Binge Eater to Bulimic: How Weight-Loss Surgery Can Trigger Eating Disorders

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Binge Eating: Hiding an Eating Disorder

Technically, those with diagnosable eating disorders are not advised to undergo weight-loss procedures, but because each hospital and insurance company has different psychological screening requirements, many patients with mental health problems slip through the cracks.

In some cases, psychological screenings consist of asking only a couple of basic questions that don't even address eating disorders or mental health concerns, says Dr. Leslie Seppinni, a therapist who specializes in treating obesity. "Then after the surgery, most doctors fail their patients in terms of follow-up. There are some group sessions with other patients, but that's about it."

In Turner's case, however, her health insurance had relatively rigorous requirements for surgery approval, including an eating disorder screening and a letter from her therapist. But for those who are desperate to get the surgery at all costs, she says it's relatively easy to get around these requirements by answering the questions "right," as she did.

Because of insufficient screening or deception, Lilenfeld says about a third of all patients who undergo weight-loss procedures are believed to have "severe binge eating disorder" going into surgery, though not all of these patients will go on to develop other eating disorders post-op.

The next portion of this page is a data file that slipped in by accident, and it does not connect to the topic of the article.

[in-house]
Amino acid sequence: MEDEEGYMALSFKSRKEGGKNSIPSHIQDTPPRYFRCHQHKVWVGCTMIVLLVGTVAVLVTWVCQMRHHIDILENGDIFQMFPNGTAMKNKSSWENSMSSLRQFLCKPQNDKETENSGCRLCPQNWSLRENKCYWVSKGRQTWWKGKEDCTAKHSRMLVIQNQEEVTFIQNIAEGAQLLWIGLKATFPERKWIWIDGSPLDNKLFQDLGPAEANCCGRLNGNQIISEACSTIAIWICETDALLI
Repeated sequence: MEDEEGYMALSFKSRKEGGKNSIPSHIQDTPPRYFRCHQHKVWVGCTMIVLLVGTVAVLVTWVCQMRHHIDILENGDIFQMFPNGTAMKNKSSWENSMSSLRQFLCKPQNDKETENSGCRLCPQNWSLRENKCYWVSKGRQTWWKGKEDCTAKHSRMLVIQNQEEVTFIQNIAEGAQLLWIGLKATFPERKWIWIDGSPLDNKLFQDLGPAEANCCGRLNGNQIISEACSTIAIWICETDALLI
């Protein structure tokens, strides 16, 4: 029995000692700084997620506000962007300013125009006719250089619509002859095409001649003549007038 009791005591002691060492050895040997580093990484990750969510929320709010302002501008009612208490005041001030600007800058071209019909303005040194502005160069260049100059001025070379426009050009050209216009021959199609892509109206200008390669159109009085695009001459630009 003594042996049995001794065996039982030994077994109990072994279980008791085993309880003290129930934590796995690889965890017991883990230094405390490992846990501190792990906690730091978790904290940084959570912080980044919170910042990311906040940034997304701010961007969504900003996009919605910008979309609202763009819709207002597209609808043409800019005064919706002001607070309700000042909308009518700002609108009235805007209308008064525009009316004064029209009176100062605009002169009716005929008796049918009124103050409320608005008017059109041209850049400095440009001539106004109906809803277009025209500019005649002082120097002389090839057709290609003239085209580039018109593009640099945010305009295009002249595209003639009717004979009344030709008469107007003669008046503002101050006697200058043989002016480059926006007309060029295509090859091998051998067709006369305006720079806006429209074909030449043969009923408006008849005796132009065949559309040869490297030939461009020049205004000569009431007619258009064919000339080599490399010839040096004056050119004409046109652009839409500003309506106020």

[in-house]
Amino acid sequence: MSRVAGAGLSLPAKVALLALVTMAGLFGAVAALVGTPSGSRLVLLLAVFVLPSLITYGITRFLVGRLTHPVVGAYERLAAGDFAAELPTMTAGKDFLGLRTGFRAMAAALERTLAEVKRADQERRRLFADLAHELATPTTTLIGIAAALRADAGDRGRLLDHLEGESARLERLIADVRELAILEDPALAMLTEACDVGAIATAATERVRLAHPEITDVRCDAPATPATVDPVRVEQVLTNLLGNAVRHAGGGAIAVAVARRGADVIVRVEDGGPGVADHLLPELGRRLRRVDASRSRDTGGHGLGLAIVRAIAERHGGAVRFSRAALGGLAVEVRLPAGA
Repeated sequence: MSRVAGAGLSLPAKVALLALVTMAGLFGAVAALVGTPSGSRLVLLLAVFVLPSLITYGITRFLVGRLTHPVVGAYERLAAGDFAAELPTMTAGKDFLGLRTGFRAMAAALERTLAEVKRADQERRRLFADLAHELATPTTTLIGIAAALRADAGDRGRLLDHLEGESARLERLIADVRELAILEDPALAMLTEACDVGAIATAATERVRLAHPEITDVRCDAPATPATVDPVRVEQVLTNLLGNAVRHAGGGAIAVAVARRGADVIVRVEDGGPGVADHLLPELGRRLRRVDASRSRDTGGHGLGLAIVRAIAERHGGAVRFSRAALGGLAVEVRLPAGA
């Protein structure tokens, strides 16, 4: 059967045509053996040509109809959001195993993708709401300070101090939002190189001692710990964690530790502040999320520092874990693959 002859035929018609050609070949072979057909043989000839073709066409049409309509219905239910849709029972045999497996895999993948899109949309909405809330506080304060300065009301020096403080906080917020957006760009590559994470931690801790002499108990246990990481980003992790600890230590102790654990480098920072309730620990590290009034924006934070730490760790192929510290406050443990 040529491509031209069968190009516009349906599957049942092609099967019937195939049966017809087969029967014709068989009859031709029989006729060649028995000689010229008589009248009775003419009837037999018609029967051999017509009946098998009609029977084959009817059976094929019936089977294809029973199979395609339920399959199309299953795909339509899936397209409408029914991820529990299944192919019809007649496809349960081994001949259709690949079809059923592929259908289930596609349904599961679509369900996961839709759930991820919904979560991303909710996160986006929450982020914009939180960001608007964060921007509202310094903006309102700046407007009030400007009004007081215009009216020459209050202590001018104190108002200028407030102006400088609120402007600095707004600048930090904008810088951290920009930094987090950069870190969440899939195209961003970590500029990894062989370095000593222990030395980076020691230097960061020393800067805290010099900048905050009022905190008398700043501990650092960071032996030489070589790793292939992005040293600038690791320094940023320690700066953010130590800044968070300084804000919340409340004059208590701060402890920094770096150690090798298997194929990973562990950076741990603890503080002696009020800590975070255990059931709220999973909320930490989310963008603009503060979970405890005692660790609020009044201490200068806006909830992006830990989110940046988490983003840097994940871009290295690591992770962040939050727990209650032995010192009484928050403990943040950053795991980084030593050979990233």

Anorexia/Bulimia After Surgery: Medical or Emotional?

One of the reasons that true anorexia and bulimia may not be recognized after bariatric surgery is that the symptoms of these eating disorders can mimic some of the expected adverse affects of the surgery.

In the months following surgery, the stomach has to heal and slowly expand, which makes eating difficult and sometimes painful. Patients who eat too much will sometimes throw up because it's the only way to relieve the pain in their stomach, not because they are compulsively trying to get rid of calories. Similarly, the indigestion, diarrhea and acid reflux that can occur post-op leads some patients to avoid eating altogether just because eating becomes an unpleasant experience. These patients will become malnourished and resemble anorexics, but the psychological aspect of the disorder is not there.

It is important to distinguish between these medical reasons for anorexic/bulimic behavior and true, psychological cases of eating disorders, says Seppinni, who has traveled the country interviewing people about their experience with obesity, weight loss and bariatric surgery. In true cases of eating disorders, it's about the addiction to overeating getting transmuted into another addiction. For some, they become compulsive exercisers, for others, alcoholics, for still others, anorexics. "You take away the coping strategy they've been using all their lives, and the addiction has to go somewhere else," she says.

The "loss" of binging as a coping strategy was palpable for Turner following her surgery. "I lay in bed and cried for a week because I couldn't eat. Eating was the way I soothed myself my whole life. As soon as I could binge again, even though it was extremely painful, I did," she says.

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